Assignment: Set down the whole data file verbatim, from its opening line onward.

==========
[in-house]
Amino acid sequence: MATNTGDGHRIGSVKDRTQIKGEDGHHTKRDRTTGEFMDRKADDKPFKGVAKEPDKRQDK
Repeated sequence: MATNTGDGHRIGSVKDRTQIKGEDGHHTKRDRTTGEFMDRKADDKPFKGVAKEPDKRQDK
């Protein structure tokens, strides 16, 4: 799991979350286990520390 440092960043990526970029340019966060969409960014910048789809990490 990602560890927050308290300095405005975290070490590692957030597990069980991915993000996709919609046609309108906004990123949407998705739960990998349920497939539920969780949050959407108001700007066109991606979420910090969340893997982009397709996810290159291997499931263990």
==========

[in-house]
Amino acid sequence: MATNTGDGHRIGSVKDRTQIKGEDGHHTKRDRTTGEFMDRKADDKPFKGVAKEPDKRQDK
Repeated sequence: MATNTGDGHRIGSVKDRTQIKGEDGHHTKRDRTTGEFMDRKADDKPFKGVAKEPDKRQDK
């Protein structure tokens, strides 16, 4: 799991979350286990520390 440092960043990526970029340019966060969409960014910048789809990490 990602560890927050308290300095405005975290070490590692957030597990069980991915993000996709919609046609309108906004990123949407998705739960990998349920497939539920969780949050959407108001700007066109991606979420910090969340893997982009397709996810290159291997499931263990």